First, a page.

What Does the Upcoming Elden Ring Mobile Title Mean for Smartphone Gaming?


The rumor mill is abuzz with news that FromSoftware’s award winning open world take on their hardcore souls-like action RPG format, Elden Ring, has a new franchise entry in the works. Crucially, however, it is not being developed for console, nor is it under the direct purview of FromSoftware. Rather it is the product of a licensing deal and 16% stake buy-in of the Japanese studio by mobile development giant Tencent.

However this collaboration is seen by many as opening new avenues for collaboration between the mobile and console gaming sectors. In light of this, what key things can it tell us about the state and immediate future of mobile gaming in 2024?


Concentrated Industry Investment

Of course this decision by Tencent to acquire a stake of FromSoftware speaks to the expansive ambitions of mobile developers who are increasingly eager to align themselves with major triple-A console franchises. All told, today over half of all the wider games industry’s annual revenues derive from mobile titles – a figure thought to be in the range of $150 billion.

There are numerous reasons why the mobile sector has proven so lucrative in recent years. For example, the legacy online casino market has increasingly pivoted towards optimizing its experiences and platforms for mobile browsers and devices, acknowledging the sector as its major growth area into new markets. In light of this, dedicated platforms have increasingly established themselves focused around furnishing mobile and desktop gamers alike with competitive casino bonuses and welcome offers for us with leading gaming platforms.

Elsewhere, the rise of the freemium monetization model, free-to-play and the success of microtransactions and loot boxes have made the sector able to continue generating income off individual products. Finally, with 86% of the world’s population owning a smartphone, this represents a much higher theoretical ceiling than that offered by console games.


Mobile Esports Isn’t Everything

Without a doubt, in recent years it has been the mobile esports sector that has caught the most headlines and attracted the most widespread investment. It is easy to understand why – the past 4 years have presided over the so-called ‘esports boom’, an explosion of mainstream excitement and interest around the world of competitive gaming that has resulted in it becoming a crossover phenomenon and the world’s fastest growing sport.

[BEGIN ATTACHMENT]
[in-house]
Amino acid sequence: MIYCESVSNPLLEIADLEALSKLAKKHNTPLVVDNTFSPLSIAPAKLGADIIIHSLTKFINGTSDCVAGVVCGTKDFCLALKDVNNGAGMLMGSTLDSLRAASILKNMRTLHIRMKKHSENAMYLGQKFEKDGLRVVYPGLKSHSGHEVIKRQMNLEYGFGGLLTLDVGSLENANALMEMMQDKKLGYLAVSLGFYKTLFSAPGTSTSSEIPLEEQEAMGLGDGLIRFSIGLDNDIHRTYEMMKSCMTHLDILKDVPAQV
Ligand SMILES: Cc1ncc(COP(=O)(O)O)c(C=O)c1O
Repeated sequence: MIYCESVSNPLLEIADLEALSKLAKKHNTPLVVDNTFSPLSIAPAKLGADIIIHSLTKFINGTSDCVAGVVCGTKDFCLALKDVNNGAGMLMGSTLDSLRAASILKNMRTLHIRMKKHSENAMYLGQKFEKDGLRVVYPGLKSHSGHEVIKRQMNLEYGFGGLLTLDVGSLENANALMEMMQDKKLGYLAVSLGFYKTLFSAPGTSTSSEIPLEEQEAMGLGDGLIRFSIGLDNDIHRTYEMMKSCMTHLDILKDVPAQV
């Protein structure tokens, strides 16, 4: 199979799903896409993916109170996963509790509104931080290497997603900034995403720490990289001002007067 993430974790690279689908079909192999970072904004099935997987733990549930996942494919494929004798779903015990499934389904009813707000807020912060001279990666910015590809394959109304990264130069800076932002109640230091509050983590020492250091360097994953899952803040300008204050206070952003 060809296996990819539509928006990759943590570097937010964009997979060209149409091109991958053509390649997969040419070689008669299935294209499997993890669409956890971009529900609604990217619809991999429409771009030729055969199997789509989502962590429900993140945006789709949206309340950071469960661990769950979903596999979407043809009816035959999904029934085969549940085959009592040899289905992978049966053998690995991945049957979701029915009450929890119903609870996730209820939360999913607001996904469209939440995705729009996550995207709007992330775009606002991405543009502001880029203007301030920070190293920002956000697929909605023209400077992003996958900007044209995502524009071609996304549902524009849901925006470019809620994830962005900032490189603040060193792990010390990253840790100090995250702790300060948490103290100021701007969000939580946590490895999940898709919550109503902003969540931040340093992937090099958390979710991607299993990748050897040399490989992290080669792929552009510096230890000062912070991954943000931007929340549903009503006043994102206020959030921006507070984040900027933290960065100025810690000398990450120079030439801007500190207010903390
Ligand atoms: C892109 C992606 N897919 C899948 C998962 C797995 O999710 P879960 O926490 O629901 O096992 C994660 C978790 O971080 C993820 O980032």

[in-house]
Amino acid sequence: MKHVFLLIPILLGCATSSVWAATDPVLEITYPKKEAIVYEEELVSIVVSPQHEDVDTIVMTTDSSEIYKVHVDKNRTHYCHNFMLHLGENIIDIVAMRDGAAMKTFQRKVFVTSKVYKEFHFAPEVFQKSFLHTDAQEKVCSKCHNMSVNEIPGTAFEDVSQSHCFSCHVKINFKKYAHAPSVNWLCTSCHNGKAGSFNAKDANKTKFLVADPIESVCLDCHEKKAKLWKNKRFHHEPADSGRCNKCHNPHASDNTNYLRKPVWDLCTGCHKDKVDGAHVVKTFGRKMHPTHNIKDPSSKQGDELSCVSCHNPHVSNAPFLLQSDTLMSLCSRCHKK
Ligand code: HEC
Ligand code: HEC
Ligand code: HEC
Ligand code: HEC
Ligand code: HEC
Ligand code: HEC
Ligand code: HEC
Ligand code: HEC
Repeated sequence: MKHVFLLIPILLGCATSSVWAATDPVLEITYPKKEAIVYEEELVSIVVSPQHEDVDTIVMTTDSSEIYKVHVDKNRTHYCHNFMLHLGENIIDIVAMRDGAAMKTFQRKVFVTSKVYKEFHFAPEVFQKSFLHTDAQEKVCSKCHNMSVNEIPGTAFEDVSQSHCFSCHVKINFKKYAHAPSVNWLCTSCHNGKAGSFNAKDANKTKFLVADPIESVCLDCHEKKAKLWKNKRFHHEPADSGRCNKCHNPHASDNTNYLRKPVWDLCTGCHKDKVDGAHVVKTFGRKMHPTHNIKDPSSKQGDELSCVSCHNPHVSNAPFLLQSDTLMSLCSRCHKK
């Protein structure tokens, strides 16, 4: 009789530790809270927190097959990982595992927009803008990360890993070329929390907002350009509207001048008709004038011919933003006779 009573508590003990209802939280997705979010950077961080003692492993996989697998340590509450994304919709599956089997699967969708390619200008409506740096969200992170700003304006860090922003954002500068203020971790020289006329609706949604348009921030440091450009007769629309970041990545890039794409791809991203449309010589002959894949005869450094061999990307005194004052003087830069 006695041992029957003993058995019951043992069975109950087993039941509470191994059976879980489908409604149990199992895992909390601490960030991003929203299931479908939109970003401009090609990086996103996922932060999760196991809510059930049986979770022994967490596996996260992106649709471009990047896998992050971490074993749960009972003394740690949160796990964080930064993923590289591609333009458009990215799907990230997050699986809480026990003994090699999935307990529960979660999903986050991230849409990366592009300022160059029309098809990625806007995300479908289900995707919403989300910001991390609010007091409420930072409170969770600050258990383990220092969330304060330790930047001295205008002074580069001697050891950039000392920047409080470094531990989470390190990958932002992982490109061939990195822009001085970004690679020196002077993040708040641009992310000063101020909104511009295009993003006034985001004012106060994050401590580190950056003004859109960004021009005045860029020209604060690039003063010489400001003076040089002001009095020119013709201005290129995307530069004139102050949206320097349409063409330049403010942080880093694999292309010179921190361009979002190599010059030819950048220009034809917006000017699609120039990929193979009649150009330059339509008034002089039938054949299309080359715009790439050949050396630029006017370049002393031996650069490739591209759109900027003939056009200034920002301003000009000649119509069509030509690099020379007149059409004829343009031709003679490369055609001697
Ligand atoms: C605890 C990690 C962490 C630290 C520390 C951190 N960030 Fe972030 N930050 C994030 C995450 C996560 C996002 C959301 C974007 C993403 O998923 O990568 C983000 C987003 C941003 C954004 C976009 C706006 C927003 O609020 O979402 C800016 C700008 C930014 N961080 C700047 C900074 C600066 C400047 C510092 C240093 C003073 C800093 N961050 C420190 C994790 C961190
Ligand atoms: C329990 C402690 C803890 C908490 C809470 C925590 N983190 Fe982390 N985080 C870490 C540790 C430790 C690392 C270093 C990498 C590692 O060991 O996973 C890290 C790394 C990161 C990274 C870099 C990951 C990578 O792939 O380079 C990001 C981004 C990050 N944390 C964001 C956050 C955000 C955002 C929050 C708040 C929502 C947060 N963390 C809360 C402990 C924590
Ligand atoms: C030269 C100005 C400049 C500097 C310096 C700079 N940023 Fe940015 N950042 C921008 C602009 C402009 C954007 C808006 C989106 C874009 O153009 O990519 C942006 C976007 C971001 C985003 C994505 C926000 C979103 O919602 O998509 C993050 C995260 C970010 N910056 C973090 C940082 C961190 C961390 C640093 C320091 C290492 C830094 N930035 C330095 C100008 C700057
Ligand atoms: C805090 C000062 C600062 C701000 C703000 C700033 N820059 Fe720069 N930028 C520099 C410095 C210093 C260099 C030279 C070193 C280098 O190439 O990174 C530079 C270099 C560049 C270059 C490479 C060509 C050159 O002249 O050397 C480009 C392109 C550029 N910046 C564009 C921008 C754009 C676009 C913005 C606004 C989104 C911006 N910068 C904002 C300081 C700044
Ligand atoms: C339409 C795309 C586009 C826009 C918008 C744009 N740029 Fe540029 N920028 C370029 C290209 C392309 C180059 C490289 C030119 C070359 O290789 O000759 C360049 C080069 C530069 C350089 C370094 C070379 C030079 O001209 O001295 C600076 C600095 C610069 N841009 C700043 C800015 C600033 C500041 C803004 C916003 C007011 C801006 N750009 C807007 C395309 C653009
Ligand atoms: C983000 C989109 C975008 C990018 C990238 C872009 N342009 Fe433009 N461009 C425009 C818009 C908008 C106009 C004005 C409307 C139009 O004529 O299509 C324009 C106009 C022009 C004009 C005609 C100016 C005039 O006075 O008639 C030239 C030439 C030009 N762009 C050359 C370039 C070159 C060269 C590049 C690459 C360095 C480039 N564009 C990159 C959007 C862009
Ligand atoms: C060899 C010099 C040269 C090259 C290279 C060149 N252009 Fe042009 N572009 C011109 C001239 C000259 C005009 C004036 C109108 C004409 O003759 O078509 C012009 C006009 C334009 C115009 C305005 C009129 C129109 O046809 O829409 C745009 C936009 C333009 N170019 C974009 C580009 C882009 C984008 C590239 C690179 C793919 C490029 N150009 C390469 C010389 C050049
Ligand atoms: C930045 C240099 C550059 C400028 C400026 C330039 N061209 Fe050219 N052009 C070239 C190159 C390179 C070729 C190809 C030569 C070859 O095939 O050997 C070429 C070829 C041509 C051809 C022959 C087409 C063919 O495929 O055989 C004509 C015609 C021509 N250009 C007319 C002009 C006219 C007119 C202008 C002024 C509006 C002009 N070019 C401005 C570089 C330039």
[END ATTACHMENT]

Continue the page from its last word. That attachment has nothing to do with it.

And while League of Legends, Counter-Strike: Global Offensive and VALORANT have understandably led the scene’s charge into mainstream awareness, esports on mobile has quietly come to show the greatest promise. After all, while desktop esports require powerful and expensive gaming computers to play and access, anyone can jump on a mobile esport title with any relatively modern smartphone.

Furthermore, mobile esports’ greater focus on accessibility has led to prominent titles like Mobile Legends: Bang Bang and Garena’s Free Fire enjoying massive success, especially in Asia. This is so much so that mobile titles are now crowding out legacy PC games on esports’ top played charts, a trend that shows no sign of slowing.

However what this Elden Ring project suggests is that it’s not simply competitive gaming that is attracting serious investment and attention on the platform. Rather, the wider sector is seen to be coming of age as a legitimate and primary venue for top tier gaming. After all, smartphones are growing more powerful each day, and current devices are capable of running games at a resolution and graphical fidelity akin to some eighth generation console games.


Future Big Name Tie-Ins Likely

An Elden Ring mobile franchise will further validate mobile gaming in the eyes of the industry and the public alike, which can lead to unpredictable outcomes. Who knows, before long we could see a version of World of Warcraft ported to mobile devices, or even headline first-party franchises like Halo or Forza Motorsport finding their way to mobile devices in the coming years.

After all, with advancements in cloud gaming continuing apace, people are already becoming habituated to the experience of playing triple-A current-gen console titles on their mobile devices, and the industry is thought to be consistently trending in the direction of greater and greater non-local play.

Perhaps a future iPhone or Samsung Galaxy will ship with in-house cloud gaming, offering subscriptions to leading titles and developers. In such a scenario, you could well find yourself playing Elden Ring 2 on a smartphone before long.

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